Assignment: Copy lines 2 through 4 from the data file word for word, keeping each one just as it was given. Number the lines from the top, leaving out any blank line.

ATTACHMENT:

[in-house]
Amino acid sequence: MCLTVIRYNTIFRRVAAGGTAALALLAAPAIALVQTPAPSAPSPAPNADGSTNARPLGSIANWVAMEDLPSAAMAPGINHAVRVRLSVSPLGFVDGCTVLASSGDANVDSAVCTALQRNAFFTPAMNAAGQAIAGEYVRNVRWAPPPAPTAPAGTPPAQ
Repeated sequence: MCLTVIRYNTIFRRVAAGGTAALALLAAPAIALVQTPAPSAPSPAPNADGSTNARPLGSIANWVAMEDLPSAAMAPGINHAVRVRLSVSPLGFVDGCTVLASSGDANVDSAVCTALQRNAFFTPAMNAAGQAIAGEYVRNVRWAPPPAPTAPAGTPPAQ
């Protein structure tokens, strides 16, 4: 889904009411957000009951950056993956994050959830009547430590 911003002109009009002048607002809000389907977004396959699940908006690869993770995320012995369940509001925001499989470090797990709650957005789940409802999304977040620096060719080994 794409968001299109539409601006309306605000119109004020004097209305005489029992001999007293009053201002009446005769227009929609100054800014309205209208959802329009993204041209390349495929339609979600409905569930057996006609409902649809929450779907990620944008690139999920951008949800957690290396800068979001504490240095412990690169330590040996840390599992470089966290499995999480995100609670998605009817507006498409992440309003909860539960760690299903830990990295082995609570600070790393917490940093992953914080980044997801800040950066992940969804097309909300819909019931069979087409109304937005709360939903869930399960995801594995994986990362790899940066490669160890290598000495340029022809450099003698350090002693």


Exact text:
Amino acid sequence: MCLTVIRYNTIFRRVAAGGTAALALLAAPAIALVQTPAPSAPSPAPNADGSTNARPLGSIANWVAMEDLPSAAMAPGINHAVRVRLSVSPLGFVDGCTVLASSGDANVDSAVCTALQRNAFFTPAMNAAGQAIAGEYVRNVRWAPPPAPTAPAGTPPAQ
Repeated sequence: MCLTVIRYNTIFRRVAAGGTAALALLAAPAIALVQTPAPSAPSPAPNADGSTNARPLGSIANWVAMEDLPSAAMAPGINHAVRVRLSVSPLGFVDGCTVLASSGDANVDSAVCTALQRNAFFTPAMNAAGQAIAGEYVRNVRWAPPPAPTAPAGTPPAQ
């Protein structure tokens, strides 16, 4: 889904009411957000009951950056993956994050959830009547430590 911003002109009009002048607002809000389907977004396959699940908006690869993770995320012995369940509001925001499989470090797990709650957005789940409802999304977040620096060719080994 794409968001299109539409601006309306605000119109004020004097209305005489029992001999007293009053201002009446005769227009929609100054800014309205209208959802329009993204041209390349495929339609979600409905569930057996006609409902649809929450779907990620944008690139999920951008949800957690290396800068979001504490240095412990690169330590040996840390599992470089966290499995999480995100609670998605009817507006498409992440309003909860539960760690299903830990990295082995609570600070790393917490940093992953914080980044997801800040950066992940969804097309909300819909019931069979087409109304937005709360939903869930399960995801594995994986990362790899940066490669160890290598000495340029022809450099003698350090002693």